Xinhao Wang


2019

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Using Rhetorical Structure Theory to Assess Discourse Coherence for Non-native Spontaneous Speech
Xinhao Wang | Binod Gyawali | James V. Bruno | Hillary R. Molloy | Keelan Evanini | Klaus Zechner
Proceedings of the Workshop on Discourse Relation Parsing and Treebanking 2019

This study aims to model the discourse structure of spontaneous spoken responses within the context of an assessment of English speaking proficiency for non-native speakers. Rhetorical Structure Theory (RST) has been commonly used in the analysis of discourse organization of written texts; however, limited research has been conducted to date on RST annotation and parsing of spoken language, in particular, non-native spontaneous speech. Due to the fact that the measurement of discourse coherence is typically a key metric in human scoring rubrics for assessments of spoken language, we conducted research to obtain RST annotations on non-native spoken responses from a standardized assessment of academic English proficiency. Subsequently, automatic parsers were trained on these annotations to process non-native spontaneous speech. Finally, a set of features were extracted from automatically generated RST trees to evaluate the discourse structure of non-native spontaneous speech, which were then employed to further improve the validity of an automated speech scoring system.

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Application of an Automatic Plagiarism Detection System in a Large-scale Assessment of English Speaking Proficiency
Xinhao Wang | Keelan Evanini | Matthew Mulholland | Yao Qian | James V. Bruno
Proceedings of the Fourteenth Workshop on Innovative Use of NLP for Building Educational Applications

This study aims to build an automatic system for the detection of plagiarized spoken responses in the context of an assessment of English speaking proficiency for non-native speakers. Classification models were trained to distinguish between plagiarized and non-plagiarized responses with two different types of features: text-to-text content similarity measures, which are commonly used in the task of plagiarism detection for written documents, and speaking proficiency measures, which were specifically designed for spontaneous speech and extracted using an automated speech scoring system. The experiments were first conducted on a large data set drawn from an operational English proficiency assessment across multiple years, and the best classifier on this heavily imbalanced data set resulted in an F1-score of 0.761 on the plagiarized class. This system was then validated on operational responses collected from a single administration of the assessment and achieved a recall of 0.897. The results indicate that the proposed system can potentially be used to improve the validity of both human and automated assessment of non-native spoken English.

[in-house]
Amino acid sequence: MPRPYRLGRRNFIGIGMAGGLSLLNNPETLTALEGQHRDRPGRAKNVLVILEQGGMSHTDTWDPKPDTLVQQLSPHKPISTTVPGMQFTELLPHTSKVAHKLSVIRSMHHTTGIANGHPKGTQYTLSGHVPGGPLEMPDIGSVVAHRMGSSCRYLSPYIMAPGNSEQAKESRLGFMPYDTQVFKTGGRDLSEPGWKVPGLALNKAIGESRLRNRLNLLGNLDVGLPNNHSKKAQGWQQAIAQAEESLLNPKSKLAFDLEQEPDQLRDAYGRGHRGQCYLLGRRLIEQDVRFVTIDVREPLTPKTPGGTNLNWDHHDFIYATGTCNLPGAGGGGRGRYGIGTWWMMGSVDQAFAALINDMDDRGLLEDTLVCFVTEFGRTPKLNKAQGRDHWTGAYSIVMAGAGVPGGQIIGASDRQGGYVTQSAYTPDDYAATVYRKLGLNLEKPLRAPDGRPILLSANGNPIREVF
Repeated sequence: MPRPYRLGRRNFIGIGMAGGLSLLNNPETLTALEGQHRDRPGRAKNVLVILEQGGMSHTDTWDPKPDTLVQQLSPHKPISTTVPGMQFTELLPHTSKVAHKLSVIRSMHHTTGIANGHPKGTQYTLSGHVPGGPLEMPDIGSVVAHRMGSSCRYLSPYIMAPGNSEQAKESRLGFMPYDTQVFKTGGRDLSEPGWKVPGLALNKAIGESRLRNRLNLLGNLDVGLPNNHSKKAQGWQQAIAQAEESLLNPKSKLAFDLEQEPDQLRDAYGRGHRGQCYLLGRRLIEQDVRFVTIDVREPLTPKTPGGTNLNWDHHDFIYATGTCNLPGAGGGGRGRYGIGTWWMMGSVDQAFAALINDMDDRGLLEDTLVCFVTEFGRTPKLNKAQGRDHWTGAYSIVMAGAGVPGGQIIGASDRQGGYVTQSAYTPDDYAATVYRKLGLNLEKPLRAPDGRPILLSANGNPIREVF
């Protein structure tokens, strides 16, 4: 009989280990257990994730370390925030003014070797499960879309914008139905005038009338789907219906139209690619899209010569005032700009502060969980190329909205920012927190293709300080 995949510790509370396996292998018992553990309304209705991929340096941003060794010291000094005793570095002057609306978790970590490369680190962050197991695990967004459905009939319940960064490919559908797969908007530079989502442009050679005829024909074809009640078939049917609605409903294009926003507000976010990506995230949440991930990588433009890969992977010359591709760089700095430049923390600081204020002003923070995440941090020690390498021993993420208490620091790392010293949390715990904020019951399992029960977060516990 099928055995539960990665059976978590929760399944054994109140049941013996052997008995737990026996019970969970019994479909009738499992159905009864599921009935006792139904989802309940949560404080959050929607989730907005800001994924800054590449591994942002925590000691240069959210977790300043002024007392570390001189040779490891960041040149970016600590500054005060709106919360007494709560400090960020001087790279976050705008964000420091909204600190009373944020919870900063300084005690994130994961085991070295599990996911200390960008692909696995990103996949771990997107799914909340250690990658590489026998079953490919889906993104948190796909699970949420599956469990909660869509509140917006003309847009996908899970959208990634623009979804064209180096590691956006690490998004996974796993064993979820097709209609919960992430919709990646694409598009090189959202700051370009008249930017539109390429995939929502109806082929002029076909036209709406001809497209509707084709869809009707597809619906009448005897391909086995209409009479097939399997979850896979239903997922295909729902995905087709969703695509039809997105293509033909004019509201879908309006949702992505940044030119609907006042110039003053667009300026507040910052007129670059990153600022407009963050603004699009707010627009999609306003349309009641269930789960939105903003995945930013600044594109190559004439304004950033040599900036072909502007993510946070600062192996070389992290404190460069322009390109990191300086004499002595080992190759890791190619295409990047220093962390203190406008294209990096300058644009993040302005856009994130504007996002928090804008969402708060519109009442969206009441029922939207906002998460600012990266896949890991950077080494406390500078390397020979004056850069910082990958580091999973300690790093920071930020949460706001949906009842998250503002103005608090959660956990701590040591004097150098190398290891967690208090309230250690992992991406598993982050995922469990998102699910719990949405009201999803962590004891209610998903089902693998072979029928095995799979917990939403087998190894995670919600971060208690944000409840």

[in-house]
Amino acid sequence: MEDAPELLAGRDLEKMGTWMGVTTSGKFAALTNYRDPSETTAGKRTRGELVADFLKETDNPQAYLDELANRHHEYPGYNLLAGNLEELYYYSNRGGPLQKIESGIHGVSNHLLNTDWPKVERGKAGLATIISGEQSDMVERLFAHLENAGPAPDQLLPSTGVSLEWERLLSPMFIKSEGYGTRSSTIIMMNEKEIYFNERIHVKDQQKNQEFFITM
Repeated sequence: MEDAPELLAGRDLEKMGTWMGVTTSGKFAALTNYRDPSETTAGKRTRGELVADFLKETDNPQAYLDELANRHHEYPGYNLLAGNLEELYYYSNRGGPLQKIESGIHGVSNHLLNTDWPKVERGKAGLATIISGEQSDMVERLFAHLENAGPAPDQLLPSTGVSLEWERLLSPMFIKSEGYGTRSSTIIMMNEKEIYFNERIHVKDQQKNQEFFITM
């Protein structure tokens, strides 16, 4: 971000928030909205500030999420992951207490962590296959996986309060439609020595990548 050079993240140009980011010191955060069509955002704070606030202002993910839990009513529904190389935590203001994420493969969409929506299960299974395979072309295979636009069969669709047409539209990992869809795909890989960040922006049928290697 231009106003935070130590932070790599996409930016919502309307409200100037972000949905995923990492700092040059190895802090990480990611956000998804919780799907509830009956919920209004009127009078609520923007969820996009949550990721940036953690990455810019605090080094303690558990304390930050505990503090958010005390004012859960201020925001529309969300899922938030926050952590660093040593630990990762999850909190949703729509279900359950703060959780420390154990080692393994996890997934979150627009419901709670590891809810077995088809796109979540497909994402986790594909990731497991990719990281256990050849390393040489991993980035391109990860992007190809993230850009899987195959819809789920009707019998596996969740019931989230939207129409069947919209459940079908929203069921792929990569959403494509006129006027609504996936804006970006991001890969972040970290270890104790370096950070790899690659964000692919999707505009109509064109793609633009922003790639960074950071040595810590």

2018

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Word-Embedding based Content Features for Automated Oral Proficiency Scoring
Su-Youn Yoon | Anastassia Loukina | Chong Min Lee | Matthew Mulholland | Xinhao Wang | Ikkyu Choi
Proceedings of the Third Workshop on Semantic Deep Learning

In this study, we develop content features for an automated scoring system of non-native English speakers’ spontaneous speech. The features calculate the lexical similarity between the question text and the ASR word hypothesis of the spoken response, based on traditional word vector models or word embeddings. The proposed features do not require any sample training responses for each question, and this is a strong advantage since collecting question-specific data is an expensive task, and sometimes even impossible due to concerns about question exposure. We explore the impact of these new features on the automated scoring of two different question types: (a) providing opinions on familiar topics and (b) answering a question about a stimulus material. The proposed features showed statistically significant correlations with the oral proficiency scores, and the combination of new features with the speech-driven features achieved a small but significant further improvement for the latter question type. Further analyses suggested that the new features were effective in assigning more accurate scores for responses with serious content issues.